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‘Unbelling’ the cat in Cyprus
In Aesop’s Fables, a group of mice get together to discuss how to rid themselves of the danger of the cat. After much discussion, they decide to put a bell on it, so that they can hear it when it approaches. Who though, the question then becomes, will bell the cat? The moral of the story is that it is relatively easy to agree on what should be done, but much harder to make the sacrifice when executing the task.
In Chinese lore, the focus is on unbelling the cat. “Let the one who tied the golden bell on the tiger untie it,” President Xi Jinping of China once said. He meant that those who create a problem should be responsible for its solution. That’s what’s supposed to be happening in the Swiss resort of Crans Montana when it comes to the Cyprus conflict. It’s all about unbelling the cat in Cyprus this time.
Is there any hope? Well, the Turks, Greeks, Turkish Cypriots, Greek Cypriots and, of course, the British, that is everyone who tied the knot, are there in Crans Montana to untie it. That these people can get together around a table is by itself progress well worth maintaining.
Some time ago, the question was whether the conference would be with or without preconditions. Some wanted to settle security issues first, and then move on to future settlements. The Greeks and Turks had their usual differences. Yet now, we still have the conference. Looking for a positive sign? That is a huge step in the right direction. It displays political will by itself. We have never been this close to unbelling the cat in Cyprus.
The last attempt for a resolution was the Annan Plan in 2004. All sides decided to go to a referendum to establish a new federal entity based on the equality of both communities on the island. Some 65 percent of Turkish Cypriots voted for unification, while 76 percent of Greek Cypriots voted against it. Note that 89 percent of Greek Cypriots and 87 percent of Turkish Cypriots participated in the referendum.
2004 was also the year Turkey’s accession process to the EU officially started. The process was the common goal that tied the old and new elites of the country together. Turkish Cypriots too, saw no option to being part of the EU. The Turks at the time were ready to come out of the trenches, but not the Greeks.
The Annan Plan was not what is called an “incentive compatible” arrangement, meaning that both sides could not act in their self-interest to bring the deal to a close. Why? Because the Greek side was on track to be part of the EU anyway. It was this promise, realized in May of 2004, that killed the Annan Plan.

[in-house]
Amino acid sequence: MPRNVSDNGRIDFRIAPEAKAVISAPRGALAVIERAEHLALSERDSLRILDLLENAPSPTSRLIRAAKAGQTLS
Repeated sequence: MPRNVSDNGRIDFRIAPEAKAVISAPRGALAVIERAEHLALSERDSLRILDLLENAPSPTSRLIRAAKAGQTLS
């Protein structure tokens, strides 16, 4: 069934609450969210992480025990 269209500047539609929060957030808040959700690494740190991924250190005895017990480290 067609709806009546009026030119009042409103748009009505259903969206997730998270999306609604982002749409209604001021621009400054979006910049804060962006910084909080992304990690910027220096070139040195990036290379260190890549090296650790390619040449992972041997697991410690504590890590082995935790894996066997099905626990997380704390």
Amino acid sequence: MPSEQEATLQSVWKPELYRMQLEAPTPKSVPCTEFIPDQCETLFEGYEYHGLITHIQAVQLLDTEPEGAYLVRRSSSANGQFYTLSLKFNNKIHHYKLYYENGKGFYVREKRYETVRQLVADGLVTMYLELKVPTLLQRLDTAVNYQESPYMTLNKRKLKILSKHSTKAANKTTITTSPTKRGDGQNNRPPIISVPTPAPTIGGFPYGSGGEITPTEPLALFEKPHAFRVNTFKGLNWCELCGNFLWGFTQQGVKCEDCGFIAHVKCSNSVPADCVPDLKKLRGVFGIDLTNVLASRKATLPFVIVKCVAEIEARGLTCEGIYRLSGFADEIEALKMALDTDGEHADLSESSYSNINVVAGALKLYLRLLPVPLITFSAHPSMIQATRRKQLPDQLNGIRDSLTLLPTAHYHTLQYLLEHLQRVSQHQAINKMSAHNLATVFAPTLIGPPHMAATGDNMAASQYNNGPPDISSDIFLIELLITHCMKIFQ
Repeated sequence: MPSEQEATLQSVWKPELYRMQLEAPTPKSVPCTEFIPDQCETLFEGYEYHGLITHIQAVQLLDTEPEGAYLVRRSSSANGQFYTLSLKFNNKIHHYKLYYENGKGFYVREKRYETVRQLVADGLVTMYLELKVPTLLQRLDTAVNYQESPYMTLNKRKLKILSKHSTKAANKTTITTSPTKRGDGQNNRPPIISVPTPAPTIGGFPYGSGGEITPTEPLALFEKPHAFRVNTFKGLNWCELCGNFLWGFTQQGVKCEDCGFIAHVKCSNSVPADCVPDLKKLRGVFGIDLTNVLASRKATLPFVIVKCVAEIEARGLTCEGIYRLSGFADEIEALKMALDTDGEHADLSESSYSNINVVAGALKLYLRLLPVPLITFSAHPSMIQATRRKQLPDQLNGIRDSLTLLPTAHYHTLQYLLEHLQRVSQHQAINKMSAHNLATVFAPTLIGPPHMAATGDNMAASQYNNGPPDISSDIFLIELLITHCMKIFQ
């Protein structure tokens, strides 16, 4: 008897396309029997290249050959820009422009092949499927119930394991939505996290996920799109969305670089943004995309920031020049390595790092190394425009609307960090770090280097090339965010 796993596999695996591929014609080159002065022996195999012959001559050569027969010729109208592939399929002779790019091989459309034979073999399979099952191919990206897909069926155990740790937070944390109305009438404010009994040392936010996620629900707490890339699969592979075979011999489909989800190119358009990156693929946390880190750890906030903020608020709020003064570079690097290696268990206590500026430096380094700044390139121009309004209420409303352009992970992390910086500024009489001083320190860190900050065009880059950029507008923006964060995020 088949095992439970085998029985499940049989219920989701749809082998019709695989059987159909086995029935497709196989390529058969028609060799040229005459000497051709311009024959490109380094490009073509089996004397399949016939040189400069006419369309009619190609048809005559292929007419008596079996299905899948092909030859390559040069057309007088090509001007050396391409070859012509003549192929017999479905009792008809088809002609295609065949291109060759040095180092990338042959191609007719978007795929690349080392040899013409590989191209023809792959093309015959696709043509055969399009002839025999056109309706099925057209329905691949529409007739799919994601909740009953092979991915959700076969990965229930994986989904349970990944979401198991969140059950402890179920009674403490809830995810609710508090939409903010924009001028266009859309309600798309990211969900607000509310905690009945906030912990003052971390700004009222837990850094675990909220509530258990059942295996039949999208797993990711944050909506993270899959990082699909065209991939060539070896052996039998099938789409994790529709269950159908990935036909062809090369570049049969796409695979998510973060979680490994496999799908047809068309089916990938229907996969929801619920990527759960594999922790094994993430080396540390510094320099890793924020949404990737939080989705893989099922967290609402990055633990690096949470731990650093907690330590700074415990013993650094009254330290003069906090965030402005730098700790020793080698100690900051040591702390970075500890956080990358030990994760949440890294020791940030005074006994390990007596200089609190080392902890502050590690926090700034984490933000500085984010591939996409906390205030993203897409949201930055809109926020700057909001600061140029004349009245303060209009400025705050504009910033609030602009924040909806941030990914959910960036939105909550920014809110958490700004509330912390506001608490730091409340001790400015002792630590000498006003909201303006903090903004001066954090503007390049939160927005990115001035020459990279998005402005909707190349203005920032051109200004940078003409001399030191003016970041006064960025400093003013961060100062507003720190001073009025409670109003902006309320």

Is this time different? It appears so. I see three reasons. First, in the past, Turkish Cypriots didn’t have a viable business plan; this time, neither do the Greek Cypriots. There’s still time for both communities to make a fresh start with a new and common business plan for the island.
Secondly, finding common ground in Cyprus is very important for Turkey’s EU process. Turkey would like to open the chapters for judicial reform and human rights, as the justice system is currently a major concern in Turkey for all of us. The EU is still the only common ground for Turkey’s divided population. The Greek Cypriot veto prevents those chapters from being opened, and hence, from the EU; once more becoming more effective in Turkey’s transformation.
Thirdly, a Cyprus settlement is important for Western diplomacy when it comes to the stability of Eastern Mediterranean. I see a less bleak picture when I look at Turkey-EU relations. In Malta, EU foreign ministers could not reach a consensus to freeze Turkey’s accession process thanks to Turkey’s new allies, if I may say so. On Friday this week, 60 percent of the Hungarian cabinet was in Ankara, together with Hungarian Prime Minister Viktor Orban himself. The ECHR has decided to wait for the results of internal Turkish mechanisms when it comes to those mistreated by state of emergency decrees. No progress report is due this October, as the format is to be changed in all progress reports. This gives us more time until April 2018, when the report is due with its new format.
In the past, we have looked at the Cyprus question from the perspective of belling the cat, as is the case in Aesop’s Fables. The Annan plan proposed a solution everyone wanted, but buy-in was a problem, and the plan failed in the execution phase. It might now be more useful to take the perspective of Chinese lore – emphasize common responsibility, and make all sides take ownership of the problem. After all, it isn’t nifty new methods we need in these talks, but a shift in mindset.